modernism’s dictum of working within the ‘proper area of competence’ (greenberg) is played out in the painting on works that fuse paint’s materiality to the fictional screen of the picture plane. guston’s woven scrims of colour, for example, riopelle’s fanatical plaids, strike a tension between succulent, visible paint and the indexical record of the painter’s hand, and an abstract, spatial illusion. calibrations of this delicate balance were refined through post-painterly and hard-edge abstraction until the point at which lucio fontano , truly merging painterly gesture with an evocation of spatiality, cut a slit in a piece of raw, stretched canvas, and having called this spade a spade, dug the first hole for modernism’s grave. since then many painters have reprised the self-conscious modernist surface, whether ironically, or mechanically, or with the mix and match practices of post-modernism, or to explore the formal interest underlined by questions of surface.
niven’s consideration of surface seems somewhat different. as with jasper johns’s flag, the flat, rendered area around each puncture is both the self-referential flat surface of the painting as well as a representation of things in the world. but while johns’s work seems dry, even deadpan, a teasing play on modernist dogma, niven’s fields of faux linoleum, marble, wood or cloth don’t seem ironic. rather, they seem to celebrate an artisan’s skill, taking pleasure in a well-executed job in their refined descriptions of a range of possible surfaces. it isn’t surprising to discover that niven supports his studio practice in part as a decorative painter.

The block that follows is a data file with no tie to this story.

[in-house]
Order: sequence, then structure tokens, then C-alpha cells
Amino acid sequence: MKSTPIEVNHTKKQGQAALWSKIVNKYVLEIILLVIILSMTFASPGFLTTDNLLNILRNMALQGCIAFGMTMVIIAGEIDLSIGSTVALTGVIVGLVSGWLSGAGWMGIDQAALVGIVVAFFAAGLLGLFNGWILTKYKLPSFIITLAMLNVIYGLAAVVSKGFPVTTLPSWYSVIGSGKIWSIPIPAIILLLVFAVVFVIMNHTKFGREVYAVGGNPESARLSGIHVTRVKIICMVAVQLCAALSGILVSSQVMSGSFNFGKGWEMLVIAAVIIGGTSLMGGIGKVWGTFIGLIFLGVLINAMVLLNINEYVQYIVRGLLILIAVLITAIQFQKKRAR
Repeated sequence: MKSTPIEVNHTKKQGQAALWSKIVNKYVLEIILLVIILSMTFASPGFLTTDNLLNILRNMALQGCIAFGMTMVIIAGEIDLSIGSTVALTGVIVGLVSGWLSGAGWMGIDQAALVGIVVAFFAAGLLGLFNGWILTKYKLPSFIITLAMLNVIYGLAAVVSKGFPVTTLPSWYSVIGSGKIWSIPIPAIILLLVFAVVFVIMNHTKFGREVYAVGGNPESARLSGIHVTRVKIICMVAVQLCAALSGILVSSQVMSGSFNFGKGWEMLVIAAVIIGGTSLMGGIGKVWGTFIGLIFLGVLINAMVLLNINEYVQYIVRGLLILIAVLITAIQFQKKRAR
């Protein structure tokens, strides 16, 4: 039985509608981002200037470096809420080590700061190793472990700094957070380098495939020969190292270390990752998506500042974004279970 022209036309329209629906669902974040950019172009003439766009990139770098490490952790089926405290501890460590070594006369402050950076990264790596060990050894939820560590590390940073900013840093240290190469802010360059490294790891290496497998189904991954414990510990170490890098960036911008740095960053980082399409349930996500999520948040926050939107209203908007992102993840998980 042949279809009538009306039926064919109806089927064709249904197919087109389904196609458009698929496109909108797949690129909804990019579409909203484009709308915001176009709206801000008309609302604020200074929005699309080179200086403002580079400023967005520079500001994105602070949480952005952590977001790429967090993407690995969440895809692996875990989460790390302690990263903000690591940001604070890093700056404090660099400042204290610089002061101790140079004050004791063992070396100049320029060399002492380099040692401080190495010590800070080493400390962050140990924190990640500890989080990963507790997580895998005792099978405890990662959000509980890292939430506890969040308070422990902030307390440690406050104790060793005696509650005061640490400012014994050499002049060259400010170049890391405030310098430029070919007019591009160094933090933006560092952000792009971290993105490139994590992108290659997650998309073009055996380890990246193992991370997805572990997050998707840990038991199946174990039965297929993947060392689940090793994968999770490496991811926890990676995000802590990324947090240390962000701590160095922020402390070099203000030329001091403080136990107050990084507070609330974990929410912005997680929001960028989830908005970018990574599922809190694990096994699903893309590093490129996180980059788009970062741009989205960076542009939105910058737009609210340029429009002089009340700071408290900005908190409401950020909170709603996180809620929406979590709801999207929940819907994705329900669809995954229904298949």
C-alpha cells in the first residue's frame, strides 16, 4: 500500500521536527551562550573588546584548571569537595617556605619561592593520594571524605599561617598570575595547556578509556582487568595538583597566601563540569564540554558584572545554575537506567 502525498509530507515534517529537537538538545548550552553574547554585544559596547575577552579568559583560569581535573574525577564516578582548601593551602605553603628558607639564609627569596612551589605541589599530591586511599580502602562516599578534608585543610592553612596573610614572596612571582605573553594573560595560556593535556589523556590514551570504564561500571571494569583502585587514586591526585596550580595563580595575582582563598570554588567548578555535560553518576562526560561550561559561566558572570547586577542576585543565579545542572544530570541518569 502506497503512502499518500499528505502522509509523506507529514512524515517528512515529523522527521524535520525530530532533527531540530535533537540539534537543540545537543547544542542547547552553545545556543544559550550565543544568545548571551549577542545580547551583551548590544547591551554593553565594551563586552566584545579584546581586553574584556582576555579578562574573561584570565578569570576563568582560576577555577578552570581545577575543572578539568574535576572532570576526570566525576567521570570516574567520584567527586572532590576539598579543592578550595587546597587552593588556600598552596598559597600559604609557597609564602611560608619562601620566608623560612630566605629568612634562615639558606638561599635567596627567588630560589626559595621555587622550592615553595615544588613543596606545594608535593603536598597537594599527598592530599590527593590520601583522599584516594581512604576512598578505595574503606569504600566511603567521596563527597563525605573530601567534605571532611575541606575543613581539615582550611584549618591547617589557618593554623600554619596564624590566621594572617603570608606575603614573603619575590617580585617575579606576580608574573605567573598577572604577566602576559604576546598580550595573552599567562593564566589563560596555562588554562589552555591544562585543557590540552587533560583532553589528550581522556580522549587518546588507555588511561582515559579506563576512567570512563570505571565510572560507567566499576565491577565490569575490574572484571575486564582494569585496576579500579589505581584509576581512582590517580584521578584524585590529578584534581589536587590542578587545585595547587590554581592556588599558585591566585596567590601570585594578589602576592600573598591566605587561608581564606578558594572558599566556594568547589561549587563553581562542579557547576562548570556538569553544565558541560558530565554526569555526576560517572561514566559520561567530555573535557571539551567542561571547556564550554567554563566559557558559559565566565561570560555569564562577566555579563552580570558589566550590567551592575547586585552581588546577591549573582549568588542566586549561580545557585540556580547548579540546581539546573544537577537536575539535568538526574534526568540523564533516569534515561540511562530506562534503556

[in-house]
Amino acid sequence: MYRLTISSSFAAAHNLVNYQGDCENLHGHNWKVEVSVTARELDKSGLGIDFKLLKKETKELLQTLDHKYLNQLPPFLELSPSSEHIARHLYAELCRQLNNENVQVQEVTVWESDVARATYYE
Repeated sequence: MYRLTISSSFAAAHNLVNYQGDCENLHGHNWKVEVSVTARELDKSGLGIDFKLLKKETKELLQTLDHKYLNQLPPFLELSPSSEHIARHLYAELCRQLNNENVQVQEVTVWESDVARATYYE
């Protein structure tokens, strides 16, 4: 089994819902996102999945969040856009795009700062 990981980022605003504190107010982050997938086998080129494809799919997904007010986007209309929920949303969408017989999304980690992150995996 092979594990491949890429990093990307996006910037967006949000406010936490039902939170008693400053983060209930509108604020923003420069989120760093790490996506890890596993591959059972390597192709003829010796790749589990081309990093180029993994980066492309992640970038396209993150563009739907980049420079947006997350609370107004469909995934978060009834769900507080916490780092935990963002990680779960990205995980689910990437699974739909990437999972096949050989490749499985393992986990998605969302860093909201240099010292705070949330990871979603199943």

in addition to the faux effects in the work, niven’s demarcation of form is often graphic, playing on the language of design and advertising art. linear descriptions of slabs of shattered concrete or glass, or slices of apple on a plate are indicated with the uninflected black outline of graphic art. some forms, even when rendered more illusionistically, share this graphic quality, presenting a sense not so much of subjective rendering as expedient, almost short-hand demarcation of form.
both faux-finishing and graphic rendering are processes bound up with ideas of reproduction, whether mechanically, with camera or printing processes as in graphic design, or with the replication in one material of another with the potential for endless and uniform repetition that one finds in faux-finishing. it is this language, of replication, or uniformity negating the individual hand of the painter that forms the field of many of these paintings.